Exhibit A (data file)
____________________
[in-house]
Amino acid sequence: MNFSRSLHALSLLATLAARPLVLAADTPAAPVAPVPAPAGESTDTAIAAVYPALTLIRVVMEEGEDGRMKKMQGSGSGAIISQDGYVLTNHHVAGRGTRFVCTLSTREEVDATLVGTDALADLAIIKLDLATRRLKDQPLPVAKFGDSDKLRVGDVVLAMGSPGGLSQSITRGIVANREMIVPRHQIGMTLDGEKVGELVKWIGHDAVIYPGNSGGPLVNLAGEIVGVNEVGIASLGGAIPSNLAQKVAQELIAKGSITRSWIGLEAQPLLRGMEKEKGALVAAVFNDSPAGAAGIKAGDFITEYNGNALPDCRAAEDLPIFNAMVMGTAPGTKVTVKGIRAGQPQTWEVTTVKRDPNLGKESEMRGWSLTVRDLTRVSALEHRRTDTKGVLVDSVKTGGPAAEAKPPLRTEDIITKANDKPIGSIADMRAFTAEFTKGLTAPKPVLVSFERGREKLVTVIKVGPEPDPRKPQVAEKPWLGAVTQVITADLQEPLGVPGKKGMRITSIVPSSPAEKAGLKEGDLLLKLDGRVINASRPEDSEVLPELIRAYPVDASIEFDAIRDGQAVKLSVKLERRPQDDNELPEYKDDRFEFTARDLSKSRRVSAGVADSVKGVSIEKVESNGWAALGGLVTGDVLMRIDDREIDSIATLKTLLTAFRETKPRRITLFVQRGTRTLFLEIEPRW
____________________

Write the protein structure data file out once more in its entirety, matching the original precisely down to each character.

[in-house]
Amino acid sequence: MNFSRSLHALSLLATLAARPLVLAADTPAAPVAPVPAPAGESTDTAIAAVYPALTLIRVVMEEGEDGRMKKMQGSGSGAIISQDGYVLTNHHVAGRGTRFVCTLSTREEVDATLVGTDALADLAIIKLDLATRRLKDQPLPVAKFGDSDKLRVGDVVLAMGSPGGLSQSITRGIVANREMIVPRHQIGMTLDGEKVGELVKWIGHDAVIYPGNSGGPLVNLAGEIVGVNEVGIASLGGAIPSNLAQKVAQELIAKGSITRSWIGLEAQPLLRGMEKEKGALVAAVFNDSPAGAAGIKAGDFITEYNGNALPDCRAAEDLPIFNAMVMGTAPGTKVTVKGIRAGQPQTWEVTTVKRDPNLGKESEMRGWSLTVRDLTRVSALEHRRTDTKGVLVDSVKTGGPAAEAKPPLRTEDIITKANDKPIGSIADMRAFTAEFTKGLTAPKPVLVSFERGREKLVTVIKVGPEPDPRKPQVAEKPWLGAVTQVITADLQEPLGVPGKKGMRITSIVPSSPAEKAGLKEGDLLLKLDGRVINASRPEDSEVLPELIRAYPVDASIEFDAIRDGQAVKLSVKLERRPQDDNELPEYKDDRFEFTARDLSKSRRVSAGVADSVKGVSIEKVESNGWAALGGLVTGDVLMRIDDREIDSIATLKTLLTAFRETKPRRITLFVQRGTRTLFLEIEPRW